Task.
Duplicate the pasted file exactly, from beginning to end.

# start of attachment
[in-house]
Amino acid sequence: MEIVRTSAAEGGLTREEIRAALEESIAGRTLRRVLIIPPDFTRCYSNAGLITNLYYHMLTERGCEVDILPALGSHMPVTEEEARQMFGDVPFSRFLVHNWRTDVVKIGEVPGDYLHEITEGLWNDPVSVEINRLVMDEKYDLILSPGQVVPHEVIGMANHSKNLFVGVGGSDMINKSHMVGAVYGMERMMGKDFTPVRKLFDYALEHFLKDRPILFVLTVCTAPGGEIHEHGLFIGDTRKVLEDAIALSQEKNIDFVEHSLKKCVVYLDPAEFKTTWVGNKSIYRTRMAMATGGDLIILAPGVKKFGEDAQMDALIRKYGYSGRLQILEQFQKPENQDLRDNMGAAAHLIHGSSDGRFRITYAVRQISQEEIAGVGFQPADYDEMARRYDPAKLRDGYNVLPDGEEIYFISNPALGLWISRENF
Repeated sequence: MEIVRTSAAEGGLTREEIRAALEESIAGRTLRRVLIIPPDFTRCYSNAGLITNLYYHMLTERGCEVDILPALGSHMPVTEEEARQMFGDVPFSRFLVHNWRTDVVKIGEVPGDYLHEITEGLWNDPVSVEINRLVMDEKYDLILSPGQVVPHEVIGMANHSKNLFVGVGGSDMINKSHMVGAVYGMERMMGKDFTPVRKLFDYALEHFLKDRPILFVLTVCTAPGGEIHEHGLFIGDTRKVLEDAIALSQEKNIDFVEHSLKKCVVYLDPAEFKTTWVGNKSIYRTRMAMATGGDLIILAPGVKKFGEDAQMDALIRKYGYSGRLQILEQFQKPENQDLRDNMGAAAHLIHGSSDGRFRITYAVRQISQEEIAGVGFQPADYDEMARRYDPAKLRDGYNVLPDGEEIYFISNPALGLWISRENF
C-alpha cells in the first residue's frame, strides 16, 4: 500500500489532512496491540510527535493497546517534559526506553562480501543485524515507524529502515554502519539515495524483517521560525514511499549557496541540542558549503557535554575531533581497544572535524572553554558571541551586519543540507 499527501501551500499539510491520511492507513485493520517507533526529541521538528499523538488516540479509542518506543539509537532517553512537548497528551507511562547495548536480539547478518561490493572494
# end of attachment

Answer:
[in-house]
Amino acid sequence: MEIVRTSAAEGGLTREEIRAALEESIAGRTLRRVLIIPPDFTRCYSNAGLITNLYYHMLTERGCEVDILPALGSHMPVTEEEARQMFGDVPFSRFLVHNWRTDVVKIGEVPGDYLHEITEGLWNDPVSVEINRLVMDEKYDLILSPGQVVPHEVIGMANHSKNLFVGVGGSDMINKSHMVGAVYGMERMMGKDFTPVRKLFDYALEHFLKDRPILFVLTVCTAPGGEIHEHGLFIGDTRKVLEDAIALSQEKNIDFVEHSLKKCVVYLDPAEFKTTWVGNKSIYRTRMAMATGGDLIILAPGVKKFGEDAQMDALIRKYGYSGRLQILEQFQKPENQDLRDNMGAAAHLIHGSSDGRFRITYAVRQISQEEIAGVGFQPADYDEMARRYDPAKLRDGYNVLPDGEEIYFISNPALGLWISRENF
Repeated sequence: MEIVRTSAAEGGLTREEIRAALEESIAGRTLRRVLIIPPDFTRCYSNAGLITNLYYHMLTERGCEVDILPALGSHMPVTEEEARQMFGDVPFSRFLVHNWRTDVVKIGEVPGDYLHEITEGLWNDPVSVEINRLVMDEKYDLILSPGQVVPHEVIGMANHSKNLFVGVGGSDMINKSHMVGAVYGMERMMGKDFTPVRKLFDYALEHFLKDRPILFVLTVCTAPGGEIHEHGLFIGDTRKVLEDAIALSQEKNIDFVEHSLKKCVVYLDPAEFKTTWVGNKSIYRTRMAMATGGDLIILAPGVKKFGEDAQMDALIRKYGYSGRLQILEQFQKPENQDLRDNMGAAAHLIHGSSDGRFRITYAVRQISQEEIAGVGFQPADYDEMARRYDPAKLRDGYNVLPDGEEIYFISNPALGLWISRENF
C-alpha cells in the first residue's frame, strides 16, 4: 500500500489532512496491540510527535493497546517534559526506553562480501543485524515507524529502515554502519539515495524483517521560525514511499549557496541540542558549503557535554575531533581497544572535524572553554558571541551586519543540507 499527501501551500499539510491520511492507513485493520517507533526529541521538528499523538488516540479509542518506543539509537532517553512537548497528551507511562547495548536480539547478518561490493572494